Installing software and modify settings on multiple computers is never fun, yet alone efficient. With Trust-no-exe you need only install the package on a single workstation. Once installed and appropriately configured, you may utilise the Multiple Workstation functionality to remotely install it with your configuration on other selected computers. All that is needed is a single click. Likewise changes to the access list can be distributed almost instantly and with minimal fuss. Computer groups compatible with beyondexec can be quickly loaded, or you can effortlessly create your own using the built in computer picker and save it for later use.


  • Version 3.04 (255KB - .pdf manual included)

  • Version 3.04 Manual (.pdf)

  • Revision History
    • 6th February 2004 - Version 3.04 (Free Download) Windows NT/2000/XP.
      • Added support for DFS (Distributed File System) Network Shares.
      • Added support for Windows .Net/2003 Server.
      • Added DenyExe\Refresh registry key to allow for the periodic refreshing of the access lists. This allows third party registry distribution tools such as ZenWorks to distribute/modify the access lists.
      • Corrected bug where trust-no-exe allows some unauthorised executables to load under specific circumstances.
    • 13th December 2003 - Version 3.02 (Free download) Windows NT/2000/XP.
      • Added Event Log Functionality.
      • Fixed buffer overrun bug in driver affecting sites with many entries in the allow/deny lists.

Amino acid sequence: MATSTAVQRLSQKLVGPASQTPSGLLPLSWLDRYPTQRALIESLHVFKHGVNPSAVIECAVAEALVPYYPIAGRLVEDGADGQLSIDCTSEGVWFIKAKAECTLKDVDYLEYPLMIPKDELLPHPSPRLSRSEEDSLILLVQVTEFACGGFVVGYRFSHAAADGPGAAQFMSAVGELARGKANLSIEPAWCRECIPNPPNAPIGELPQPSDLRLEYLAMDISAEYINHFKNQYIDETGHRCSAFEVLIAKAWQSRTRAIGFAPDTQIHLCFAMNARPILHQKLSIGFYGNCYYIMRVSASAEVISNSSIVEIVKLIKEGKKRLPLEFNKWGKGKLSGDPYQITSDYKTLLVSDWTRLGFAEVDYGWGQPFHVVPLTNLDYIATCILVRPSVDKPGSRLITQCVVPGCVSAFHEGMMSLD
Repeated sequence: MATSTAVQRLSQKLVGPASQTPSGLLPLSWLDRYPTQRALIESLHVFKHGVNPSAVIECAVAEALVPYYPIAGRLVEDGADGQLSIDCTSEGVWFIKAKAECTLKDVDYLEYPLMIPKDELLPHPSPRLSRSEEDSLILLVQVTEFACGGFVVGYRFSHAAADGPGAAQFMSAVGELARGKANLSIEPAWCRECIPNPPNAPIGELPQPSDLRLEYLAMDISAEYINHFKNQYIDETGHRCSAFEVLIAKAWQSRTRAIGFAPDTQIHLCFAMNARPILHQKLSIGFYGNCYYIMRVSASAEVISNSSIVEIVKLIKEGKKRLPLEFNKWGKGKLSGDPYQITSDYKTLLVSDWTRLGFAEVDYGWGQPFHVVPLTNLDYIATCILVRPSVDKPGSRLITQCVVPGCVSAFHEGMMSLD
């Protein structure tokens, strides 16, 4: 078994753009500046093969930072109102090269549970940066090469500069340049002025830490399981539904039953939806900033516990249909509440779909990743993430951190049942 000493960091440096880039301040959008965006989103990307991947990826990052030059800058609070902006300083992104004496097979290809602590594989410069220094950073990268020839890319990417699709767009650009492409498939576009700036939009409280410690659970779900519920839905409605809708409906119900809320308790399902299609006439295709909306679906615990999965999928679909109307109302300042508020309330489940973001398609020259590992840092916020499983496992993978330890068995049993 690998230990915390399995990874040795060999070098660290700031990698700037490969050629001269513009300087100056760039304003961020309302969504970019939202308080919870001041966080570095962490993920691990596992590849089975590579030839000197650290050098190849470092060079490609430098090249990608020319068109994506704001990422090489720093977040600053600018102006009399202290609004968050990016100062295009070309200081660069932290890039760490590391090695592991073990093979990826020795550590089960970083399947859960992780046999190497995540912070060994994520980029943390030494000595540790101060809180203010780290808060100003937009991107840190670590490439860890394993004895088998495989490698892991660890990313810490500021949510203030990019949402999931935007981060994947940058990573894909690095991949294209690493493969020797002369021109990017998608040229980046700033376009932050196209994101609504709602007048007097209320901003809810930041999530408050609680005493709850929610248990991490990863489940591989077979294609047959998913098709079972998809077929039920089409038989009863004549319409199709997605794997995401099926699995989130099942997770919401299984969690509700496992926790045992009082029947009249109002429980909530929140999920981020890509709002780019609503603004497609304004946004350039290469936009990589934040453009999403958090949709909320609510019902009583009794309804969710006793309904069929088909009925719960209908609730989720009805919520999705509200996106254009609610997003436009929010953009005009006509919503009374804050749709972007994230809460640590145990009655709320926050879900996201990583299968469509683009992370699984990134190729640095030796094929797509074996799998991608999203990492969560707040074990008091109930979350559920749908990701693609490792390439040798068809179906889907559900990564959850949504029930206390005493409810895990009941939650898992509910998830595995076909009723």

• Tweaked denyexe.exe to fix problem found on some copies of Windows XP SP1 where denyexe would not unload correctly hence remaining in memory.
      • Fixed various non-critical bugs.
      • Tested on Windows XP SP1, Windows 2000 SP4.
    • 2nd August 2003 - Version 3.0 (Free download) Windows NT/2000/XP.
      • Rewritten Control Panel Applet to reduce code size. Added updated dialogs, Custom Messages and Multiple Workstation Support. Control Panel Applet now unloads and un-installs properly
      • Rewritten denyexe.exe to accept custom messages. Reduced code size.
      • Rewritten GetDriveDeviceObject routine. No longer seeks the A: drive and improved the speed and reliability of the routine.
      • Modified HookZwCreateSection routines to improve reliability across WinNT/2000 and XP.
      • Fixed problem with running programs on network shares mounted on Windows XP.
      • Modified installer so driver is automatically loaded by the service control manager and not by the system loader.
      • Modified driver so if registry keys are missing, driver is inactive. This prevents the computer from failing to boot in rare instances.
      • Tested on Windows 2000 SP3 & SP4, Windows NT4 SP5 & SP6(a), and Windows XP & SP2.
    • 3rd October 2002 - Version 2.1 (Free download/demo) Windows NT/2000/XP.
      • Tested on Windows 2000 SP2 & SP3, Windows NT4 SP5 & SP6(a), and Windows XP.
    • 1st October 2002 - Version 2.0.
      • Added support for Windows NT and Windows XP. Driver now automatically detects the O/S and hooks the appropriate O/S specific functions.
    • 27 June 2002 - Version 0.9 (Beta/demo) Windows 2000 Only.
      • First demo release for public evaluation
    • 13 April 2002 - Version 0.2 (Release Candidate).
      • Added installation program and control panel applet. Tested only on Win2000.
    • 20 February 2002 - Version 0.1.
      • Proof of Concept.

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    Copyright 2002-2007 Craig Peacock - 6th April 2007.